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Learning How To Read Nutrition Labels: Simplified! | Diabetes Daily Post
Learning How To Read Nutrition Labels: Simplified!

How To Read Nutrition Labels: Simplified!

For someone newly diagnosed with diabetes, understanding nutrition labels can be confusing.Luckily, nutrition facts on the label are structured in such a way that it is  easy to follow. There are 7 major parts of a nutrition label that you need focus on. Use the example nutrition label of a whole-grain granola bar below to help guide you as we follow each step!

Nutrition Facts Label Creator - Free Tool - Nutritional Informat
1. Serving Size
The serving size tells you how much of the food product the nutrition label is referring to. If you eat more of this food, then that is more than one serving size.

2. Calories
If your doctor or dietician has asked you to count your calories and to keep the count below a certain number, this is the portion of the label you will be looking at.One great tool for estimating how many calories you should be eating daily can be found on the American Diabetes Association website.

3. Fats & Cholesterol
One of the most confusing portions of a nutrition label is understanding the difference between total fat, saturated fat, and trans fat. Total Fat tells you generally how much fat is in the serving size of the product. This includes “good” fats such as mono- and poly-unsaturated fats, as well as “bad” fats such as Saturated Fats and Trans Fats. “Good” fat can help lower your blood cholesterol and protect your heart, whereas too much “bad” fat can increase your cholesterol as well as your risk of heart disease, heart attack or stroke. Cholesterol content is included in this, as well. Look for products that are low in saturated fat, trans fat and cholesterol.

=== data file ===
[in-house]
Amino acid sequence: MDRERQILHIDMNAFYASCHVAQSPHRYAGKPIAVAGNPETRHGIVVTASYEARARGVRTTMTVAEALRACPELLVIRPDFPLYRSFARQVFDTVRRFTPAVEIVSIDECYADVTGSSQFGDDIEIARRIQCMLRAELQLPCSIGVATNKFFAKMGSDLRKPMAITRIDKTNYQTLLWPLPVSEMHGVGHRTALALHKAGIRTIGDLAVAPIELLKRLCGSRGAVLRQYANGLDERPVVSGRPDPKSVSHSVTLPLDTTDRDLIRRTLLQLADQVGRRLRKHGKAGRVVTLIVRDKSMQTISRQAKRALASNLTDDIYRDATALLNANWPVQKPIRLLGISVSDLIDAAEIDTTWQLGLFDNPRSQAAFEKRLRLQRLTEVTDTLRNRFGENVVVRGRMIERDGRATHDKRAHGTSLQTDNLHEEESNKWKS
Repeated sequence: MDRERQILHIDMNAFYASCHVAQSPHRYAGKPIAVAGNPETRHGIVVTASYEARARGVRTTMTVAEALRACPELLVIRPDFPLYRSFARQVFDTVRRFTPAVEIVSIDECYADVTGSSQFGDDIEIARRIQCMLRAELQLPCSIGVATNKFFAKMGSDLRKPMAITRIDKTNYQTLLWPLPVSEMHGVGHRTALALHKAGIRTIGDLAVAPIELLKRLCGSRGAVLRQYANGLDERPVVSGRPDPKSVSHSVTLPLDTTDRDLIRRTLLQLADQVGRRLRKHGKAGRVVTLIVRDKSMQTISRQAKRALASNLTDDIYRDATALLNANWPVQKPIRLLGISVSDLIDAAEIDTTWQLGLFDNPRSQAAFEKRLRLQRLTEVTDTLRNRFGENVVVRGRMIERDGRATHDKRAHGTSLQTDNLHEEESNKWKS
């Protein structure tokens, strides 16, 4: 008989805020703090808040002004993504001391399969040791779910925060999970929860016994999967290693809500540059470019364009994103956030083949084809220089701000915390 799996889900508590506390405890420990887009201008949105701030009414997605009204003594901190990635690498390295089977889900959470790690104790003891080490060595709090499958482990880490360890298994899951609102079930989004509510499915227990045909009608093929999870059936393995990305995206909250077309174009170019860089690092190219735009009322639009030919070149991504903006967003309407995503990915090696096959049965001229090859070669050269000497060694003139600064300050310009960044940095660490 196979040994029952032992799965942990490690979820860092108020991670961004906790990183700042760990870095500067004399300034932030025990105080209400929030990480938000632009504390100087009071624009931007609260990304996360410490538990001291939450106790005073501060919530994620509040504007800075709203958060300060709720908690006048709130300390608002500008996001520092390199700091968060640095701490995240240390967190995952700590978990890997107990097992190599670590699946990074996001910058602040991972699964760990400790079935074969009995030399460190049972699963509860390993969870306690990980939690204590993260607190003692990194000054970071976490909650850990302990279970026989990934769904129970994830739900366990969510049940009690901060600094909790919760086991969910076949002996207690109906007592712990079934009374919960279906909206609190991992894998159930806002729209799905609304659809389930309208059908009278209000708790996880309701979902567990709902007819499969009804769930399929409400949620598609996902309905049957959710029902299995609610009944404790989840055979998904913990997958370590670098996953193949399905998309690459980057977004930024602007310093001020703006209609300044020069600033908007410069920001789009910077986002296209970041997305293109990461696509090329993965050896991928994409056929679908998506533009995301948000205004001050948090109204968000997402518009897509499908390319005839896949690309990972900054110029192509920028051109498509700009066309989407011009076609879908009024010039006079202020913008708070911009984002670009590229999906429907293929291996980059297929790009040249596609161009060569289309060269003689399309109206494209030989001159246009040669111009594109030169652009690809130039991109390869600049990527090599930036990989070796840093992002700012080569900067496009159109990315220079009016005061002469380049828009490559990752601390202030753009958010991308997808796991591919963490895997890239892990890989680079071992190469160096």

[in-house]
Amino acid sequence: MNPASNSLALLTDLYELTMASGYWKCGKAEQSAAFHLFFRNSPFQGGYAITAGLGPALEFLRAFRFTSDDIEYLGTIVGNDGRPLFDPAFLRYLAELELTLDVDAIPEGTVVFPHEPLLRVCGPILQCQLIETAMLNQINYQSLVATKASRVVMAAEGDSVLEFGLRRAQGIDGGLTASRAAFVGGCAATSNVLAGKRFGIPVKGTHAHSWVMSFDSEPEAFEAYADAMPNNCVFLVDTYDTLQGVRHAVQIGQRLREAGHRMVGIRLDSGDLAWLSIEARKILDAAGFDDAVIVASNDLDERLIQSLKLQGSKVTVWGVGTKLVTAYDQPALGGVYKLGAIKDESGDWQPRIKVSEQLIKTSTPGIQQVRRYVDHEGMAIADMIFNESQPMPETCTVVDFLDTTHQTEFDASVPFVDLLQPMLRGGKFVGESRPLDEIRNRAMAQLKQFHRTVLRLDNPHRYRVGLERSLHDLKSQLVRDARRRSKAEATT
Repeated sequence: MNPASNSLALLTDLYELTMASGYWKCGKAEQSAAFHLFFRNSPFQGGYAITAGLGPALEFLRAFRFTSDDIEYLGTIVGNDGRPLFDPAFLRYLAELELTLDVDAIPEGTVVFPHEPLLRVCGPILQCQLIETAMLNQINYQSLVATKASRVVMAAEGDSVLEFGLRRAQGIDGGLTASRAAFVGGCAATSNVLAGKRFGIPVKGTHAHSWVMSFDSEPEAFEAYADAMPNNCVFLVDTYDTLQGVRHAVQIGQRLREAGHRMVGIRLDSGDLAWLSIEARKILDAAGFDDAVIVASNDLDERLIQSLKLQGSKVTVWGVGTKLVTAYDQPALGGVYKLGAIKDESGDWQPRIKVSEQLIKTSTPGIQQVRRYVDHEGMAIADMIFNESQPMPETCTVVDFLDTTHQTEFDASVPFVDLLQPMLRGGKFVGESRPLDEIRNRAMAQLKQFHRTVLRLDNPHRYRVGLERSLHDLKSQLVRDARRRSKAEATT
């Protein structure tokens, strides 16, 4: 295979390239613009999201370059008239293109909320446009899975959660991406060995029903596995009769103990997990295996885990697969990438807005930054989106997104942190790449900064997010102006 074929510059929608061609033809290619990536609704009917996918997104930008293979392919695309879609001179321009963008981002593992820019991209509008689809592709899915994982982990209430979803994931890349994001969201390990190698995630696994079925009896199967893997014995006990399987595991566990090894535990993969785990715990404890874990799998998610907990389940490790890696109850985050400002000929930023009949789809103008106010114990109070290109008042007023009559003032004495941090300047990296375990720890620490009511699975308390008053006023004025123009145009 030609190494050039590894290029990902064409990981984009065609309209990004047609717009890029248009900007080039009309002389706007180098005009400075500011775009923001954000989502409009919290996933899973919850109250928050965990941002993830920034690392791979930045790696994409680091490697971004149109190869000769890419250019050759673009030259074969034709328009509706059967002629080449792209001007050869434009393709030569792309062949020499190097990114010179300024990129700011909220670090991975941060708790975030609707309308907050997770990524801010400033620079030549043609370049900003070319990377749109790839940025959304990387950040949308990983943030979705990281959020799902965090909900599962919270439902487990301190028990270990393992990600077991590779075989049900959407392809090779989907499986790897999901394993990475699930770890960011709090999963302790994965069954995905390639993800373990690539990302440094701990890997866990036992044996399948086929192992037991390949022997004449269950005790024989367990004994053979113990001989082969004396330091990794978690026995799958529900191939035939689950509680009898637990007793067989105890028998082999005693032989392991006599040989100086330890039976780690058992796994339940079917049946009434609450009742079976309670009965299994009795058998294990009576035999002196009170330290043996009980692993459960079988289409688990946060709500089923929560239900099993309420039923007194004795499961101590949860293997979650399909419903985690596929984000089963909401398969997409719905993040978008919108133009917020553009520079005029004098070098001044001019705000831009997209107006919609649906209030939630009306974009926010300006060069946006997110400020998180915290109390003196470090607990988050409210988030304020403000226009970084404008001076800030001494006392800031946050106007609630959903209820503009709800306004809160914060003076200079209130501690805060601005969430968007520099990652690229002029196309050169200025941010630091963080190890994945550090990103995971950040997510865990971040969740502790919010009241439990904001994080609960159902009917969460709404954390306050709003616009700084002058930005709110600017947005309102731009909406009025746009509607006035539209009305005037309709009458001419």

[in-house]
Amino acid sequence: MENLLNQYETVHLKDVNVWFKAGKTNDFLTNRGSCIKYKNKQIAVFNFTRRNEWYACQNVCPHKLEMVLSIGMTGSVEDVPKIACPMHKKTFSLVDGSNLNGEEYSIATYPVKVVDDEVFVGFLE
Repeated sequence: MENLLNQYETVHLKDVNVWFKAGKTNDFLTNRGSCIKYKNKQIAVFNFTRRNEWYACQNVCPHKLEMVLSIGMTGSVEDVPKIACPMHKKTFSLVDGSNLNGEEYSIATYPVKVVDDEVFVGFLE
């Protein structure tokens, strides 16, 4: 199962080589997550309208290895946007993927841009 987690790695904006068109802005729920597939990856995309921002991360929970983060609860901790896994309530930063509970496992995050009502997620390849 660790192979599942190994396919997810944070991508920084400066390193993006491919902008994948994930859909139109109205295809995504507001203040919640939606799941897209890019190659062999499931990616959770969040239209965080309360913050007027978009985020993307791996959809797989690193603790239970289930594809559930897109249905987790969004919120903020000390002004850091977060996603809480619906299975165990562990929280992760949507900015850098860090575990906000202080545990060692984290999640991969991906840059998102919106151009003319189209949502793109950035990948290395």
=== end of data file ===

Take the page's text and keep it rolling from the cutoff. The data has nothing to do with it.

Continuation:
4. Sodium
Although sodium does not affect glucose levels, it is still very important to monitor your sodium content. Patients with diabetes have a high risk of heart-related diseases. If you have been diagnosed with high blood pressure, you should be especially cautious of the sodium content. Unless your doctor has told you otherwise, most adults should be limiting themselves to less than 2,300 milligrams of sodium per day.

5. Total Carbohydrates
All types of carbohydrates can affect blood glucose, not just sugars. Therefore, it is important to take all carbohydrates into consideration when reading nutrition labels. Dietary Fiber is the part of the food that is not digested or partially digested. Vegetable and plant fibers make great, healthy sources of fiber. The daily fiber recommendation is 25 grams for women and 28 grams for men. Some nutrition labels will also list Sugar Alcohols in this section, which are in reduced-calorie sweeteners such as Splenda®. It is important to note that if a product is made with sugar alcohols instead of sugar, this does not mean that the product is low in calories or carbohydrates! The Total Carbohydrate count includes the sum of Dietary Fiber, Sugar, and Sugar Alcohols. Since you do not digest fiber, when looking at Total Carbohydrate count, subtract the Dietary Fiber from it to get your total carbohydrate count for that serving size. Ideally, you want have a higher fiber content than sugar content.

6. List of Ingredients
The list of ingredients within a food product can be found at the bottom of every nutrition label. Ingredients are listed by weight of ingredient, from most to least. In our example, rolled whole grain blend makes up the most amount of the bar, then dates, then chicory root fiber, and so on. If you have been asked by your doctor to eat more whole grain or nut products, you should make sure that those ingredients are within the first three ingredients listed.

This article is brought to by our guest writers:
Maxie Sabackic, PharmD Candidate 2015, School of Pharmacy-Boston, MCPHS University, Jennifer Goldman-Levine, PharmD, CDE, BC-ADM, FCCP, Professor of Pharmacy Practice, School of Pharmacy-Boston, MCPHS University, Boston MA, Clinical Pharmacist, Well Life Medical, Peabody MA

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